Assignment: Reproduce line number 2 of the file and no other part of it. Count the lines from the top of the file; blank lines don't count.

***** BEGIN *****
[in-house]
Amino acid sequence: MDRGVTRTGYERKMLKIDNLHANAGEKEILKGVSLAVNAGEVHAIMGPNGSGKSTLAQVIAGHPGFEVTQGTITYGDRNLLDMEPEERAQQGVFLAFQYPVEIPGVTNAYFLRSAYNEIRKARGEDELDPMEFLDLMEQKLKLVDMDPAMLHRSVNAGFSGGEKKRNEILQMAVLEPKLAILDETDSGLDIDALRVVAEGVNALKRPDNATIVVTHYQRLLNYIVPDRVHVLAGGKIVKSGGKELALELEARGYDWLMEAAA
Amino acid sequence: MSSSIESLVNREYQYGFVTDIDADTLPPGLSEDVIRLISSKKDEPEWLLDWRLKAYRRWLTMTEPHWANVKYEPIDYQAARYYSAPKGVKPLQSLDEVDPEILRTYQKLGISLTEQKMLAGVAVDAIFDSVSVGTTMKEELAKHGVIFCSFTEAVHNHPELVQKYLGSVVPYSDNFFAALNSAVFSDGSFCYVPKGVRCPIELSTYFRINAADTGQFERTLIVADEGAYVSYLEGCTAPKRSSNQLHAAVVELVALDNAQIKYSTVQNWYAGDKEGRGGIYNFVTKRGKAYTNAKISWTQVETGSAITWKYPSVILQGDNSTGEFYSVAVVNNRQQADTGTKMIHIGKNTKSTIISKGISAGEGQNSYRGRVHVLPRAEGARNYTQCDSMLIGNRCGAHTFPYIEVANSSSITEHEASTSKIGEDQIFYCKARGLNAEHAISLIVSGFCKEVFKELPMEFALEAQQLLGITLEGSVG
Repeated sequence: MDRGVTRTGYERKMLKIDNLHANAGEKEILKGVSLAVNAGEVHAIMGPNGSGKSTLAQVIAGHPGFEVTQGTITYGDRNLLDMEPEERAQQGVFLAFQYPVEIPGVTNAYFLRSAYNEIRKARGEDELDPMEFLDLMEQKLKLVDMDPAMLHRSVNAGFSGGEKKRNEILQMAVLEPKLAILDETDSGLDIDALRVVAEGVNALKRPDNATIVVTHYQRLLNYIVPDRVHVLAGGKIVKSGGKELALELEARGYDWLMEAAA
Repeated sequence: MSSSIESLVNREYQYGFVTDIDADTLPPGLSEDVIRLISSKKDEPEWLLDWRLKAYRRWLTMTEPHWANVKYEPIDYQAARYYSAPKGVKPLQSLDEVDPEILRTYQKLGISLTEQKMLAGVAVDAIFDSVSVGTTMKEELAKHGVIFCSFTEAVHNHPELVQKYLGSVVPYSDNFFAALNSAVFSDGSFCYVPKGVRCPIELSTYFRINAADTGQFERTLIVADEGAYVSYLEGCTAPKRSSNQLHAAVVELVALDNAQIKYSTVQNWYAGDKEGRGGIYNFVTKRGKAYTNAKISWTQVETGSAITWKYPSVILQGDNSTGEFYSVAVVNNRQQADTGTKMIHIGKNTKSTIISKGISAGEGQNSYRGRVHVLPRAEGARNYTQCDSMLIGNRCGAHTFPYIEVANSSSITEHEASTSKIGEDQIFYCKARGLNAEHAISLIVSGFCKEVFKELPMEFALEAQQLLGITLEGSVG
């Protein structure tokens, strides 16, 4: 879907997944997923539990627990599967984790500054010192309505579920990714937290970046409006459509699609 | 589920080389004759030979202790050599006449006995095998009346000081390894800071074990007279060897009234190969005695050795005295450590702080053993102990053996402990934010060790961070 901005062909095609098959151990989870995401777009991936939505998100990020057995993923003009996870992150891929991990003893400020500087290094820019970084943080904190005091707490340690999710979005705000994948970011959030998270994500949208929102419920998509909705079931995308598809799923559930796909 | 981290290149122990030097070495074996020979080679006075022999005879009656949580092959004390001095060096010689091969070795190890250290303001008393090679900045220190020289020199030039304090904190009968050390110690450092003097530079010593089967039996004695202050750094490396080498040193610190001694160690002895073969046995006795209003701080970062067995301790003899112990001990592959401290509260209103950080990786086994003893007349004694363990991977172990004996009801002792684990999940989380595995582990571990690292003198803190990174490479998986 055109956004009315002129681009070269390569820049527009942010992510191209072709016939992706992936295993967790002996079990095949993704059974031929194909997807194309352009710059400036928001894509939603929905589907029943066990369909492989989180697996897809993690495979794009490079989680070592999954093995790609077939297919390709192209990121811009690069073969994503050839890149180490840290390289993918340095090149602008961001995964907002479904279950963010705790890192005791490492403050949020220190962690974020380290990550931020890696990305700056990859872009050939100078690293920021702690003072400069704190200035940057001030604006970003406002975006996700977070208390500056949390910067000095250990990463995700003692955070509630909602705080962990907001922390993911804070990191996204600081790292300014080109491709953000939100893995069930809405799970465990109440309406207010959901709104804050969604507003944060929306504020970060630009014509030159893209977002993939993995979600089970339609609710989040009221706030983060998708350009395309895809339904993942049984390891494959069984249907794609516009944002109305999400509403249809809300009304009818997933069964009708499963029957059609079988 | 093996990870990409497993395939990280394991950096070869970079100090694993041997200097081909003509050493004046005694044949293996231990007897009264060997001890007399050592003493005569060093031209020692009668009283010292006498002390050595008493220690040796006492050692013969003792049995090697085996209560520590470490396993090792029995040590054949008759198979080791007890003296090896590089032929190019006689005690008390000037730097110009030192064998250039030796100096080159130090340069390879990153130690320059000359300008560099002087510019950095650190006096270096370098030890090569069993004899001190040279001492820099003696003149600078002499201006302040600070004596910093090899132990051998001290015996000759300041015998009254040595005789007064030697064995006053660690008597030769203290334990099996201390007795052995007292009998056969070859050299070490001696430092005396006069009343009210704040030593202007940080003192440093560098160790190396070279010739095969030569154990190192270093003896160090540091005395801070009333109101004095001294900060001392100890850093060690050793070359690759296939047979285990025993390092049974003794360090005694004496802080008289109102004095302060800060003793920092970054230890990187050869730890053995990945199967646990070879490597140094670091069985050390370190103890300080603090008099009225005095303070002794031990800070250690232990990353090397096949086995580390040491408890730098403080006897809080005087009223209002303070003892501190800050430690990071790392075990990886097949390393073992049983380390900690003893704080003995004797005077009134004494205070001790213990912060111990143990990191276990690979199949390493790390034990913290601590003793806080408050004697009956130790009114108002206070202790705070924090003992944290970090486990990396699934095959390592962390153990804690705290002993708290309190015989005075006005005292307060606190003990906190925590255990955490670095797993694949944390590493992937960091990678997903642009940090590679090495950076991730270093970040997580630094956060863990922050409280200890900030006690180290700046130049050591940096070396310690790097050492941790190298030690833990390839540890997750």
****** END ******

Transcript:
Amino acid sequence: MDRGVTRTGYERKMLKIDNLHANAGEKEILKGVSLAVNAGEVHAIMGPNGSGKSTLAQVIAGHPGFEVTQGTITYGDRNLLDMEPEERAQQGVFLAFQYPVEIPGVTNAYFLRSAYNEIRKARGEDELDPMEFLDLMEQKLKLVDMDPAMLHRSVNAGFSGGEKKRNEILQMAVLEPKLAILDETDSGLDIDALRVVAEGVNALKRPDNATIVVTHYQRLLNYIVPDRVHVLAGGKIVKSGGKELALELEARGYDWLMEAAA